In the early times before 3000 BC, Egypt was divided into two kingdoms, Lower and Upper Egypt. After the unification of these two parts by King Menes, or Narmer, it was necessary to establish a new capital for the unified country. This new capital was called Ineb-hedj, meaning the White Wall or the White Fortress. Starting from the Old Kingdom, the capital was called Mennefer. That name was derived from the name of the pyramid city of King Pepi the First, "Mn nfr Ppy", which was pronounced afterward by the Greeks as Memphis. "Mn nfr Ppy" means "Pepi's beauty is enduring".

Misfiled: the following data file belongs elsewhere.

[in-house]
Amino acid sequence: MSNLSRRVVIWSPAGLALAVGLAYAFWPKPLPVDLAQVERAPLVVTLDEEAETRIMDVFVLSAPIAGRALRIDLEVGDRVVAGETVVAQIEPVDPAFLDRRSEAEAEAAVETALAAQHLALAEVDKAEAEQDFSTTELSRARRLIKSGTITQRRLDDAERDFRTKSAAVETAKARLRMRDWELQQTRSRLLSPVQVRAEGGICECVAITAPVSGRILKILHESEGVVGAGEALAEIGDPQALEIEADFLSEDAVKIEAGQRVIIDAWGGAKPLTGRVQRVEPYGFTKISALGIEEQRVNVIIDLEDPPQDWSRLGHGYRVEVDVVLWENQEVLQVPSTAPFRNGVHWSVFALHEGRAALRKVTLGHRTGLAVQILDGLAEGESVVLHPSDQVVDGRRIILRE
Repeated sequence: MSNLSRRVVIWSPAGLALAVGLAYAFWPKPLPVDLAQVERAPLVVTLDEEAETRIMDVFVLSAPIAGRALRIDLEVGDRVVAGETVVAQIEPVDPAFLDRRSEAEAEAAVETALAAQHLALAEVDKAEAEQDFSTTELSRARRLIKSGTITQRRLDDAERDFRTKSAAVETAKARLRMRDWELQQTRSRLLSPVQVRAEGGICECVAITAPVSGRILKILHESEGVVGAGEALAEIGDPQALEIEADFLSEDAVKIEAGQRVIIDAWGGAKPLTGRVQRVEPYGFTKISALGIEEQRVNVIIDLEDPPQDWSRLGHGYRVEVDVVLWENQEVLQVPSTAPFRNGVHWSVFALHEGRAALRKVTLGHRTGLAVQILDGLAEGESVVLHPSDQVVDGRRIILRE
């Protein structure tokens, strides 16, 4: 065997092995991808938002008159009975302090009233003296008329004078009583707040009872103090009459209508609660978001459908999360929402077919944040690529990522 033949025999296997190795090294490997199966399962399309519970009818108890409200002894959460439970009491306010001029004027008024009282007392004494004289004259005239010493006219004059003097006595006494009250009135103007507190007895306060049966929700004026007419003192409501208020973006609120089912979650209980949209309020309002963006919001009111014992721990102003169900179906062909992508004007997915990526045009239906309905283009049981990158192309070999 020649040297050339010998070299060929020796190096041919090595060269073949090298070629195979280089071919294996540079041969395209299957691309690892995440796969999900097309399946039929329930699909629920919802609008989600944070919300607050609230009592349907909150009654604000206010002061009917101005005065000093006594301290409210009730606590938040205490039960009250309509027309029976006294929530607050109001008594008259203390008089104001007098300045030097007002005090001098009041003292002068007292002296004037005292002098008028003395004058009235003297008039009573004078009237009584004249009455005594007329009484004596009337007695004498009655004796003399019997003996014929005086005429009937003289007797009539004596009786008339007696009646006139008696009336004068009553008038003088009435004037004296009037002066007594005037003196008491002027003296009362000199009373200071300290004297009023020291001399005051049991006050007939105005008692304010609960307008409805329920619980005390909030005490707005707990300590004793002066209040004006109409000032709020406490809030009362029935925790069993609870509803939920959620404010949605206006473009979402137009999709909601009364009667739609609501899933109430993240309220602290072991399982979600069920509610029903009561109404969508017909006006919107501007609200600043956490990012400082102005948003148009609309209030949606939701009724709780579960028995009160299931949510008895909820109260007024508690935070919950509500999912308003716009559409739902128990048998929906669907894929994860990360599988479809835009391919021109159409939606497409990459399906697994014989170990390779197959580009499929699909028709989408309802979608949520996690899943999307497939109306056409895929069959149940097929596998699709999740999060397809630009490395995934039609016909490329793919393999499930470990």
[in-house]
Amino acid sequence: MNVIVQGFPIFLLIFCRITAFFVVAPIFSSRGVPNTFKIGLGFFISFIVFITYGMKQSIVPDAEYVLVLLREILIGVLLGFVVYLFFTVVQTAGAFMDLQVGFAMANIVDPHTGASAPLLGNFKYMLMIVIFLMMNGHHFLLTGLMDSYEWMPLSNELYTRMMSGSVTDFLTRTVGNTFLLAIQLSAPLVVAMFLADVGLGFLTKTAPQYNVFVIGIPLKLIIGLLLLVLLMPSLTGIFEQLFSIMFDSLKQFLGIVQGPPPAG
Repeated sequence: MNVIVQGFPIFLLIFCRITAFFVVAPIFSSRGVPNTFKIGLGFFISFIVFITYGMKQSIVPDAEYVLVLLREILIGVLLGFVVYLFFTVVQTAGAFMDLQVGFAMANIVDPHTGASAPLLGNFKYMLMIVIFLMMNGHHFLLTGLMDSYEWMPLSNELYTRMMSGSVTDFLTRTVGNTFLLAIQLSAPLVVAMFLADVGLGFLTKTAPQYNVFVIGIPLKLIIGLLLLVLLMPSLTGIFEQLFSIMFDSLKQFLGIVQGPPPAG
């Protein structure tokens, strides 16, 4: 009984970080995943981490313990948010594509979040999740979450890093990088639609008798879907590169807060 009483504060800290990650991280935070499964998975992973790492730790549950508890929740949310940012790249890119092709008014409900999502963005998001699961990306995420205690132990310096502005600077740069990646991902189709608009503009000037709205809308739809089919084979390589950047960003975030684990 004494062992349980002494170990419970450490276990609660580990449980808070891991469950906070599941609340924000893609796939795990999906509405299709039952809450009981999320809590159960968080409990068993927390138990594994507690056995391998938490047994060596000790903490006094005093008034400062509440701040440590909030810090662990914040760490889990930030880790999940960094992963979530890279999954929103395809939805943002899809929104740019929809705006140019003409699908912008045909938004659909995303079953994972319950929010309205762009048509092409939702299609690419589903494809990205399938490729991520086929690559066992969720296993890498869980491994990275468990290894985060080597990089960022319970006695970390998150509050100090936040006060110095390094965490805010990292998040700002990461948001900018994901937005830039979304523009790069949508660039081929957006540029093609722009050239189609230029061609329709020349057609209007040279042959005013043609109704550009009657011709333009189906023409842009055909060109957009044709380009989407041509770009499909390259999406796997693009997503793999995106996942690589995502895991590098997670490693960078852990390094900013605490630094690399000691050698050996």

Menes, or Narmer, moved the Nile branches to the west and dug a canal to the north. Thus, Memphis became naturally protected by the Nile from the east, by the new branches from the west, and finally by the canal to the north. From the name of the city, it is possible that Menes, or Narmer, was not satisfied with this natural protection, so in addition he built a wall that surrounded Memphis on all sides except for the south. Today, other than the scattered ruins, most of the city is gone.